PIMA COUNTY, AZ (Tucson News Now) - It may have been rejected at the meeting, but a vote over a $1.4 million federal gr ant will be up for reconsideration.
On Tuesday, Feb. 6, the Pima County Board of Supervisors decided to turn down the Operation Stonegarden gr ant from the Department of Homeland Security, by a 3-2 vote.
The federal gr ant is not a new thing. According to Pima County Sheriff Mark Napier, the department has received Operation Stonegarden funding since 2004.
But the sheriff's department said this is the first year since 2004 the board of supervisors did not accept the money.
For about 14 years it has been a non issue. County supervisors have supported the Pima County Sheriff's Department, its services, and its equipment.
"We feel very strongly that it's a very important gr ant process for the sheriff's department," said bureau chief Byron Gwaltney. "It enables us not just to pay for overtime but put additional deputies in those areas that are high in drug trafficking and human smuggling. There is also an equipment component to those gr ants that allow us to purchase equipment that helps us with our normal patrol activities and investigations throughout Pima County."
$237,967 of one Operation Stonegarden gr ant would go towards equipment, while $1,191,208 of another helps fund overtime and mileage of its deputies, including members of the Border Crimes Unit.
As Gwaltney put it, that unit takes down "illegal transnational criminal organizations coming across the border."
"The aspect to it that often times, I believe, gets confused is the connection with immigration enforcement - which, in fact, we do not do," he explained. "We in no way participate in immigration enforcement, as (Sheriff Napier) has said. That's not our job. Our federal partners have a job to do that. Our responsibility is enforcement of the laws of the state of Arizona, here in Pima County, and that's what we do with the Stonegarden gr ants."
That alleged misconception is one reason county supervisors balked, rejecting the federal gr ant. Supervisors Ramon Valadez, Richard Elias, and Sharon Bronson voted it down.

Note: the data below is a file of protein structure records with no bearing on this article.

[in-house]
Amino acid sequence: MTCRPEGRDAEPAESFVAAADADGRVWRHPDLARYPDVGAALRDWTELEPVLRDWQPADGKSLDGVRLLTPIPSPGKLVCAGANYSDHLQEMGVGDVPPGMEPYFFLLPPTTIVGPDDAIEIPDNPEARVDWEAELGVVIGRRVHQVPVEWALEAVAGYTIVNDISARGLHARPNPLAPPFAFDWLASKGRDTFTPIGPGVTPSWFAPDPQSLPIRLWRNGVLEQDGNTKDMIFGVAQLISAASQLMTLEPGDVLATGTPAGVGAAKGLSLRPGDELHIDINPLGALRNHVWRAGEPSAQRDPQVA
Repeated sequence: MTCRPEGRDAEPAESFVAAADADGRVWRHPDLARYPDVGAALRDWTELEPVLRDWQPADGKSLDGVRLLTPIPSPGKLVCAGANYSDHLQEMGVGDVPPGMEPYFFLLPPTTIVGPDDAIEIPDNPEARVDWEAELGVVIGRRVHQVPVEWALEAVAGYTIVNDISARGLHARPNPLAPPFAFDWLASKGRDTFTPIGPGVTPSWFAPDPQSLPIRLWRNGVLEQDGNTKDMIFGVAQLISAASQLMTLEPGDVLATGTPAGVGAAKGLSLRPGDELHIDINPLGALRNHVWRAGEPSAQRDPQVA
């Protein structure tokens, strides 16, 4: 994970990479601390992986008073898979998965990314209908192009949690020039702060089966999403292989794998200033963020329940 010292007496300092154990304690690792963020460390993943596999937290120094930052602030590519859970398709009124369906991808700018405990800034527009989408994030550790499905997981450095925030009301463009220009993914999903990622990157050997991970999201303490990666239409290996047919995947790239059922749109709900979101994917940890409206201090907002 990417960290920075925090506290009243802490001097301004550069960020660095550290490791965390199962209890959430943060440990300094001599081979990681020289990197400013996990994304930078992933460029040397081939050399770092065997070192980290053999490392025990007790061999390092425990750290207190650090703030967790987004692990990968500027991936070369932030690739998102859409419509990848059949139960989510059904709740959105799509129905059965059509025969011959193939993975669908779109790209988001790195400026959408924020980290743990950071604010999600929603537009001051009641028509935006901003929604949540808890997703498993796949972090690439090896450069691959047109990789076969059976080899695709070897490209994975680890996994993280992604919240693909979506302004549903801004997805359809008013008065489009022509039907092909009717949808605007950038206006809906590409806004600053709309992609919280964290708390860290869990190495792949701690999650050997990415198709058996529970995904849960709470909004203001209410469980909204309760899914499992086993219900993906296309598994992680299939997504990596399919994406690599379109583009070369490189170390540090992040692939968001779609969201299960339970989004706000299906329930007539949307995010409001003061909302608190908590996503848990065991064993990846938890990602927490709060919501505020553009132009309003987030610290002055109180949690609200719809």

Supervisor Valadez told Tucson News Now that he wanted more information the day of the meeting but no sheriff representative was there to offer any clarification.
Valadez said Supervisor Elias specifically cited his displeasure with the Trump Administration's policies, saying that the concern was raised at the meeting that the funding would encourage deputies to become a militarized immigration force.
"I can see where he came from. However, we've got a balance. Frankly, that policy isn't for us to decide," Valadez said, talking about immigration enforcement.
They will instead decide to reverse that vote, according to Valadez.
"I thought it deserved an answer," Valadez said. "I've gotten some answers. I immediately talked to the Sheriff and his chiefs. I've gotten an answer. I've
gotten a background memorandum from the Sheriff, as well. I've placed it on the agenda for reconsideration."
The memo, shared with us by the sheriff's department, gives a further breakdown of where the roughly $1.4 million will be distributed.
"In 2017 alone, deputies deployed 400 times, conducted 4,794 traffic stops, and made 312 misdemeanor arrests and 164 felony arrests. Deputies made 67 narcotic seizures totaling 4,281 pounds of marijuana, 81 pounds of methamphetamine, and 91 pounds of cocaine. As part of their investigations, deputies also recovered 17 stolen vehicles, seized 19 illegal weapons, and 71 vehicles used in illegal activities," the memo said.
Valadez said he has proposed a recommendation for reconsideration that will end up on the Feb. 20 Pima County Board of Supervisors agenda. If nothing changes between now and then, Valadez said he will change his vote and approve the gr ant.
These new developments give Gwaltney hope.
"It's not a lost cause by any means," he said. "It gives us a chance to reexamine the gr ants and why we do it."